From 31 July to 5 September, The Torch and The Counihan Gallery in Brunswick present Banj Banj/nawnta - an exhibition of artworks by Indigenous artists Thelma Beeton (Palawa people) and Stacey (Taungurong /Boon Wurrung peoples). Their strong, bold and colourful paintings generously share their inspiring artistic and cultural journey and express the resilience of First Nations women as they navigate a pathway through the justice system back to family, culture and community. Thelma is a special guest on 3KND's Big Brekkie. Art gives me an opportunity to feel heard - I think as an Indigenous woman in the justice system sometimes you feel like nobody cares and art gives me a voice.
Stacey (Taungurung /Boon Wurrung peoples)
Banj Banj/nawnta, meaning sister in the First Nations languages of Taungurung1 / Palawa kani 2 respectively and pronounced: Bun ya Bun ya / norn ta, represents the unique friendship between Thelma and Stacey, who are participants in The Torch’s Indigenous Arts in Prisons and Community program. Growing up in the same regional town, Stacey and Thelma formed a strong bond during their incarceration together at Dame Phyllis Frost Centre, Victoria’s maximum security women’s prison in Deer Park. Their friendship epitomises both the familial bonds that can be forged in prison and what can be achieved when women empower other women. Now separated following Thelma’s release from prison, their connection and support for each other remains unfaltering. They maintain their friendship through daily phone conversations about art, love, life and culture.
The theme of sisterhood in their artworks emerges through poignant and comical tales. In a paradoxical twist, some of these vibrant and playful artworks address why Aboriginal women are more vulnerable to higher incarceration rates than their non-Indigenous counterparts. Other works celebrate the strength, power and resilience of black women as they navigate the justice system together with compassion, humour and heart.
Indigenous women are 21 times more likely to be imprisoned than non-Indigenous women. They are particularly vulnerable to many of the risk factors that lead to incarceration, experiencing family violence at a higher rate than that of the wider Australian community, and their incarceration has harmful impacts that reverberate widely throughout the community.
Many women in the justice system have caring responsibilities not only for their own children but also for other people’s children and for the elderly and the sick3. This has a direct effect on the rate of Indigenous children in out-of-home care, itself a pathway to youth detention and adult offending. Stacey and Thelma recall an event in prison that encapsulates the value of their friendship and cultural connectedness during their incarceration. “When we were together we always watched the birds flying through the jail. One day we saw two galahs and Thelma said that they represent us,” said Stacey. “They flew right above us, squawking really loud as if they were laughing too ... In that moment, we felt spiritually connected to the birds … It soothed our hearts as if our ancestors were letting us know they were watching over us,” remembers Thelma.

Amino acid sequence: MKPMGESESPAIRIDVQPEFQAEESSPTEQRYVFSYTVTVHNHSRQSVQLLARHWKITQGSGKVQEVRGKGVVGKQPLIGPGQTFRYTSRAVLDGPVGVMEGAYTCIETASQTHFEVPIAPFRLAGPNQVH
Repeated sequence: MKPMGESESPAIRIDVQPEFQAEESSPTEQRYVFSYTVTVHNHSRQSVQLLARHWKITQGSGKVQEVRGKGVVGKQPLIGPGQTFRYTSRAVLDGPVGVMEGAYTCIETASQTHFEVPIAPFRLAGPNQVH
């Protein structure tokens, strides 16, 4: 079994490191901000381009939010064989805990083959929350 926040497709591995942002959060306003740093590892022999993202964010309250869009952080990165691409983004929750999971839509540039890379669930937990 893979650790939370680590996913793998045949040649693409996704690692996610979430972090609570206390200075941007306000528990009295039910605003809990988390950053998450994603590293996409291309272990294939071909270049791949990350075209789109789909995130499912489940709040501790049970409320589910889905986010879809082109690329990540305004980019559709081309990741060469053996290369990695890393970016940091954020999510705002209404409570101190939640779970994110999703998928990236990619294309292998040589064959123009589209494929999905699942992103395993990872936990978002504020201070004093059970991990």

“On my visits to the Dame Phyllis Frost Correctional Centre, I took pride in seeing our women together culturally, working on their art and sharing their stories. Their resilience and determination which I experienced firsthand was very humble, strong and proud,” said Aunty Pam Pedersen, Yorta Yorta Elder and Director, The Torch.
“The importance of women to First Nations communities cannot be overstated. They are central to many aspects of family, community and cultural life. Over the past ten years, The Torch has maintained a strong focus on supporting Indigenous women whose lives have been impacted by the criminal justice system. This exhibition is a testament to the collective hard work and determination of the artists and The Torch to provide a forum for lived experiences and First Nations perspectives to be shared and explored,” said The Torch CEO, Kent Morris, Barkindji.
"Painting gives you a reason to yarn up about your stories. If I wasn’t painting, I wouldn’t know anything I’ve learnt. I wouldn’t know what my totem is, I wouldn’t know who my mob was or who my Aunties and Uncles are, I wouldn’t know any of that," said Thelma Beeton (Palawa people)
1. With thanks to the Taungurung Land & Waters Council 2. With thanks to the Tasmanian Aboriginal Centre 3. Human Rights Law Centre and Change the Record Coalition, Over-represented and overlooked: the crisis of Aboriginal and Torres Strait Islander women’s growing over-imprisonment, May 2017, p5.
Thelma Beeton was just eight when one of her paintings was selected for exhibition at Melbourne Museum. As an adult, however, she achieved a measure of fame for a different kind of art: her graffiti tags were so prolific that they drew the attention of police. “I was doing street art and got into trouble for that,” she says. “I'd done so much I ended up in prison.’ Beeton was confined to the Dame Phyllis Frost Centre when she discovered The Torch, an initiative fostering artistic skills in Indigenous Australians in incarceration. In 2017, she presented several paintings in the program's annual exhibition, Confined. “That's how my first painting was sold, and mine was the first one to go out of us women in prison," she said. "I was actually the only one to sell two paintings in that exhibition as well.” Before The Torch, Beeton was living on the street, offending to make ends meet. “Now I'm painting and I've got people buying my artwork so I'm not re-offending to make money. I call myself a professional artist now. It does feel good.” John Bailey is a contributor to this story.